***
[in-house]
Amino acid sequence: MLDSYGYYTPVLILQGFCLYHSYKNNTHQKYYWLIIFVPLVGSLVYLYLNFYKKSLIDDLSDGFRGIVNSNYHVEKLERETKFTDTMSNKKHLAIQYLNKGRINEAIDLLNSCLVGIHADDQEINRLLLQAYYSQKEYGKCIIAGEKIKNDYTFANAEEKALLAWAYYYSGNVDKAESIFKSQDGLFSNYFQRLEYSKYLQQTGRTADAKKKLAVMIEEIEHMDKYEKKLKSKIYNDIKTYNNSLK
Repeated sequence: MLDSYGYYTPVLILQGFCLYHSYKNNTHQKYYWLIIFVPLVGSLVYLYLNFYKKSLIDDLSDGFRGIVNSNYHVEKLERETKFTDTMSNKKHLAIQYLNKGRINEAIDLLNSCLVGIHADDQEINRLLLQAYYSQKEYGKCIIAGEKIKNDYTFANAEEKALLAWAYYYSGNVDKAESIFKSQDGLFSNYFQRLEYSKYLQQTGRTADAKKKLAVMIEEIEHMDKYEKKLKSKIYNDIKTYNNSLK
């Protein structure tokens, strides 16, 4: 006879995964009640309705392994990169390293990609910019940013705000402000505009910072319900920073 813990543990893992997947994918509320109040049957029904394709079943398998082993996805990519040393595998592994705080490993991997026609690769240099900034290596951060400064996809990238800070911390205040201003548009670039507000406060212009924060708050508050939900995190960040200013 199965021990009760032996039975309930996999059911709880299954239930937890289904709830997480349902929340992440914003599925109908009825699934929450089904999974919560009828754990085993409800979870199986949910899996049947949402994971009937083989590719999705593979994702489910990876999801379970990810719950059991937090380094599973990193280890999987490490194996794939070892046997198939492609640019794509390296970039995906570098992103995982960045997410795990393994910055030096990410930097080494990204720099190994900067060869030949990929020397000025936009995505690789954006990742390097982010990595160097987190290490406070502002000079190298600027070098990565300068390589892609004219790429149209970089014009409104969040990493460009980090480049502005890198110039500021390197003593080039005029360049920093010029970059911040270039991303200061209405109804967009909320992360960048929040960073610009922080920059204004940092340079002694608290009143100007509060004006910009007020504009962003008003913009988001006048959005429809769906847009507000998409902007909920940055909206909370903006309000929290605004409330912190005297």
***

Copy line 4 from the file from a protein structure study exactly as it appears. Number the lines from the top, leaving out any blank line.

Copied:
């Protein structure tokens, strides 16, 4: 006879995964009640309705392994990169390293990609910019940013705000402000505009910072319900920073 813990543990893992997947994918509320109040049957029904394709079943398998082993996805990519040393595998592994705080490993991997026609690769240099900034290596951060400064996809990238800070911390205040201003548009670039507000406060212009924060708050508050939900995190960040200013 199965021990009760032996039975309930996999059911709880299954239930937890289904709830997480349902929340992440914003599925109908009825699934929450089904999974919560009828754990085993409800979870199986949910899996049947949402994971009937083989590719999705593979994702489910990876999801379970990810719950059991937090380094599973990193280890999987490490194996794939070892046997198939492609640019794509390296970039995906570098992103995982960045997410795990393994910055030096990410930097080494990204720099190994900067060869030949990929020397000025936009995505690789954006990742390097982010990595160097987190290490406070502002000079190298600027070098990565300068390589892609004219790429149209970089014009409104969040990493460009980090480049502005890198110039500021390197003593080039005029360049920093010029970059911040270039991303200061209405109804967009909320992360960048929040960073610009922080920059204004940092340079002694608290009143100007509060004006910009007020504009962003008003913009988001006048959005429809769906847009507000998409902007909920940055909206909370903006309000929290605004409330912190005297």